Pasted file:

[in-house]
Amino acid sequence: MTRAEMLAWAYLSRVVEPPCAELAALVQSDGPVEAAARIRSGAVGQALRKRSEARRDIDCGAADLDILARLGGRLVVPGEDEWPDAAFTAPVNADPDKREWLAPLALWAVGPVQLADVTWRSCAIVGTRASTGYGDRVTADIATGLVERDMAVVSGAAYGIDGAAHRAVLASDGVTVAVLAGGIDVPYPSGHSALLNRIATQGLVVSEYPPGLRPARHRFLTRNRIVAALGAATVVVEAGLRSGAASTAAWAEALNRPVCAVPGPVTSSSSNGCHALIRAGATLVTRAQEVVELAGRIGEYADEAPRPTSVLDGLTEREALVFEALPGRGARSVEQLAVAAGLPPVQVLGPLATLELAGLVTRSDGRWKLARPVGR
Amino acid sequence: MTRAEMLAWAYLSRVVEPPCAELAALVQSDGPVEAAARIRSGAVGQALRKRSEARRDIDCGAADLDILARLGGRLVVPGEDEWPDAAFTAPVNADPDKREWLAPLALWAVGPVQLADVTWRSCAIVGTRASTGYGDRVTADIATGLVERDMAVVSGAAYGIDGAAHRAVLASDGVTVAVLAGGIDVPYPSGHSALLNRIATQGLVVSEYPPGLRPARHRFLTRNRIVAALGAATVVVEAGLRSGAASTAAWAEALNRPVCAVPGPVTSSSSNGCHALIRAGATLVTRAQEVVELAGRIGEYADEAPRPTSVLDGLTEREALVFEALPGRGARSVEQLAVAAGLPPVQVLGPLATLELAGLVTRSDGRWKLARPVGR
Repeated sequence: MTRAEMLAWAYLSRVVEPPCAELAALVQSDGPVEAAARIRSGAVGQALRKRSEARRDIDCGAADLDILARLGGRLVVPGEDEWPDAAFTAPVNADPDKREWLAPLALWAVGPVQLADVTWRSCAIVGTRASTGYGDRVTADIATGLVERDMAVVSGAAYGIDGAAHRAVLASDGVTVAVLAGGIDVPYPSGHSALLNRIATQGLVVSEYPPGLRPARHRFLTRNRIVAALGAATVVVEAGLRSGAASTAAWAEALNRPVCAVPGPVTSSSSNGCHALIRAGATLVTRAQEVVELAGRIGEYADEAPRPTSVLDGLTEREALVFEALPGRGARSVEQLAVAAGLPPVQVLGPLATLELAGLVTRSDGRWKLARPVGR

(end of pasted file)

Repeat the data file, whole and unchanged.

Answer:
[in-house]
Amino acid sequence: MTRAEMLAWAYLSRVVEPPCAELAALVQSDGPVEAAARIRSGAVGQALRKRSEARRDIDCGAADLDILARLGGRLVVPGEDEWPDAAFTAPVNADPDKREWLAPLALWAVGPVQLADVTWRSCAIVGTRASTGYGDRVTADIATGLVERDMAVVSGAAYGIDGAAHRAVLASDGVTVAVLAGGIDVPYPSGHSALLNRIATQGLVVSEYPPGLRPARHRFLTRNRIVAALGAATVVVEAGLRSGAASTAAWAEALNRPVCAVPGPVTSSSSNGCHALIRAGATLVTRAQEVVELAGRIGEYADEAPRPTSVLDGLTEREALVFEALPGRGARSVEQLAVAAGLPPVQVLGPLATLELAGLVTRSDGRWKLARPVGR
Amino acid sequence: MTRAEMLAWAYLSRVVEPPCAELAALVQSDGPVEAAARIRSGAVGQALRKRSEARRDIDCGAADLDILARLGGRLVVPGEDEWPDAAFTAPVNADPDKREWLAPLALWAVGPVQLADVTWRSCAIVGTRASTGYGDRVTADIATGLVERDMAVVSGAAYGIDGAAHRAVLASDGVTVAVLAGGIDVPYPSGHSALLNRIATQGLVVSEYPPGLRPARHRFLTRNRIVAALGAATVVVEAGLRSGAASTAAWAEALNRPVCAVPGPVTSSSSNGCHALIRAGATLVTRAQEVVELAGRIGEYADEAPRPTSVLDGLTEREALVFEALPGRGARSVEQLAVAAGLPPVQVLGPLATLELAGLVTRSDGRWKLARPVGR
Repeated sequence: MTRAEMLAWAYLSRVVEPPCAELAALVQSDGPVEAAARIRSGAVGQALRKRSEARRDIDCGAADLDILARLGGRLVVPGEDEWPDAAFTAPVNADPDKREWLAPLALWAVGPVQLADVTWRSCAIVGTRASTGYGDRVTADIATGLVERDMAVVSGAAYGIDGAAHRAVLASDGVTVAVLAGGIDVPYPSGHSALLNRIATQGLVVSEYPPGLRPARHRFLTRNRIVAALGAATVVVEAGLRSGAASTAAWAEALNRPVCAVPGPVTSSSSNGCHALIRAGATLVTRAQEVVELAGRIGEYADEAPRPTSVLDGLTEREALVFEALPGRGARSVEQLAVAAGLPPVQVLGPLATLELAGLVTRSDGRWKLARPVGR